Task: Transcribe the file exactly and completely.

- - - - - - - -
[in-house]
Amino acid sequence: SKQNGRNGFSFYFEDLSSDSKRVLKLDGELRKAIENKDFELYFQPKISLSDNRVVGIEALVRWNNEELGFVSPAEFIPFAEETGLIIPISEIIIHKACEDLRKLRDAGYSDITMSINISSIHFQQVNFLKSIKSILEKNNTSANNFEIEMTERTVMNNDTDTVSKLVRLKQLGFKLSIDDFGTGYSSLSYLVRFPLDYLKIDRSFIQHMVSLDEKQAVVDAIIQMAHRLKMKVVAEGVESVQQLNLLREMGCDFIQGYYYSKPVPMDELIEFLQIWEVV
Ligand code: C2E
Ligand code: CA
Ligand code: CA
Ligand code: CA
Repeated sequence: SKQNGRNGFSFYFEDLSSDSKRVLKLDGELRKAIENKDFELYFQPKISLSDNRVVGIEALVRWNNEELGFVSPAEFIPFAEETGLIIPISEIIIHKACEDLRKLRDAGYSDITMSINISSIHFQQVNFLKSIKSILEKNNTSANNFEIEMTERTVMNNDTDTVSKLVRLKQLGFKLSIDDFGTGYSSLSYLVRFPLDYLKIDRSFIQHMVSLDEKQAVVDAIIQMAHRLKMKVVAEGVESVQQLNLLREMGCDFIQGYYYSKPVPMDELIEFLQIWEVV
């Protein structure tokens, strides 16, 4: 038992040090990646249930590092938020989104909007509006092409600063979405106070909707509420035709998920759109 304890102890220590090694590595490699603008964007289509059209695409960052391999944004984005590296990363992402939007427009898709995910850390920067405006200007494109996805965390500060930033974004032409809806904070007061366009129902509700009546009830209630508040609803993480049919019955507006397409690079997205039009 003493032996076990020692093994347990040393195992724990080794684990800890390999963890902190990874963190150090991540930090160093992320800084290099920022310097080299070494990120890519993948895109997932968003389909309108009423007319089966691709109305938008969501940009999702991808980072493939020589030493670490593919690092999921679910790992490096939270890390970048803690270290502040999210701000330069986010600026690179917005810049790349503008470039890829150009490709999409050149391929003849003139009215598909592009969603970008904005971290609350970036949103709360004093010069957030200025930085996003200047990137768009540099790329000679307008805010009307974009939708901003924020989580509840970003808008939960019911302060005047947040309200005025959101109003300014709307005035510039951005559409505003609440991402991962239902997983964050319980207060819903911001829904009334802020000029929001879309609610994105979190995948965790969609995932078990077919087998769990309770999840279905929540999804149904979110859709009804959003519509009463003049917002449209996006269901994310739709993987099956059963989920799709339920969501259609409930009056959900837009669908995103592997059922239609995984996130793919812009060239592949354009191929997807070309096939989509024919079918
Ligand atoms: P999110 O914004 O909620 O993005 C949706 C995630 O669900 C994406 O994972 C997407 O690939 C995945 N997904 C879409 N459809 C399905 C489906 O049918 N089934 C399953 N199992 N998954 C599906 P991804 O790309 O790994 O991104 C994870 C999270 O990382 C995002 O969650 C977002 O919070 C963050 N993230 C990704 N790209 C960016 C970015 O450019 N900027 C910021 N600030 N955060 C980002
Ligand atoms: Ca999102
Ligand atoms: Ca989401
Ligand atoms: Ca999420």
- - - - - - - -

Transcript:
[in-house]
Amino acid sequence: SKQNGRNGFSFYFEDLSSDSKRVLKLDGELRKAIENKDFELYFQPKISLSDNRVVGIEALVRWNNEELGFVSPAEFIPFAEETGLIIPISEIIIHKACEDLRKLRDAGYSDITMSINISSIHFQQVNFLKSIKSILEKNNTSANNFEIEMTERTVMNNDTDTVSKLVRLKQLGFKLSIDDFGTGYSSLSYLVRFPLDYLKIDRSFIQHMVSLDEKQAVVDAIIQMAHRLKMKVVAEGVESVQQLNLLREMGCDFIQGYYYSKPVPMDELIEFLQIWEVV
Ligand code: C2E
Ligand code: CA
Ligand code: CA
Ligand code: CA
Repeated sequence: SKQNGRNGFSFYFEDLSSDSKRVLKLDGELRKAIENKDFELYFQPKISLSDNRVVGIEALVRWNNEELGFVSPAEFIPFAEETGLIIPISEIIIHKACEDLRKLRDAGYSDITMSINISSIHFQQVNFLKSIKSILEKNNTSANNFEIEMTERTVMNNDTDTVSKLVRLKQLGFKLSIDDFGTGYSSLSYLVRFPLDYLKIDRSFIQHMVSLDEKQAVVDAIIQMAHRLKMKVVAEGVESVQQLNLLREMGCDFIQGYYYSKPVPMDELIEFLQIWEVV
């Protein structure tokens, strides 16, 4: 038992040090990646249930590092938020989104909007509006092409600063979405106070909707509420035709998920759109 304890102890220590090694590595490699603008964007289509059209695409960052391999944004984005590296990363992402939007427009898709995910850390920067405006200007494109996805965390500060930033974004032409809806904070007061366009129902509700009546009830209630508040609803993480049919019955507006397409690079997205039009 003493032996076990020692093994347990040393195992724990080794684990800890390999963890902190990874963190150090991540930090160093992320800084290099920022310097080299070494990120890519993948895109997932968003389909309108009423007319089966691709109305938008969501940009999702991808980072493939020589030493670490593919690092999921679910790992490096939270890390970048803690270290502040999210701000330069986010600026690179917005810049790349503008470039890829150009490709999409050149391929003849003139009215598909592009969603970008904005971290609350970036949103709360004093010069957030200025930085996003200047990137768009540099790329000679307008805010009307974009939708901003924020989580509840970003808008939960019911302060005047947040309200005025959101109003300014709307005035510039951005559409505003609440991402991962239902997983964050319980207060819903911001829904009334802020000029929001879309609610994105979190995948965790969609995932078990077919087998769990309770999840279905929540999804149904979110859709009804959003519509009463003049917002449209996006269901994310739709993987099956059963989920799709339920969501259609409930009056959900837009669908995103592997059922239609995984996130793919812009060239592949354009191929997807070309096939989509024919079918
Ligand atoms: P999110 O914004 O909620 O993005 C949706 C995630 O669900 C994406 O994972 C997407 O690939 C995945 N997904 C879409 N459809 C399905 C489906 O049918 N089934 C399953 N199992 N998954 C599906 P991804 O790309 O790994 O991104 C994870 C999270 O990382 C995002 O969650 C977002 O919070 C963050 N993230 C990704 N790209 C960016 C970015 O450019 N900027 C910021 N600030 N955060 C980002
Ligand atoms: Ca999102
Ligand atoms: Ca989401
Ligand atoms: Ca999420």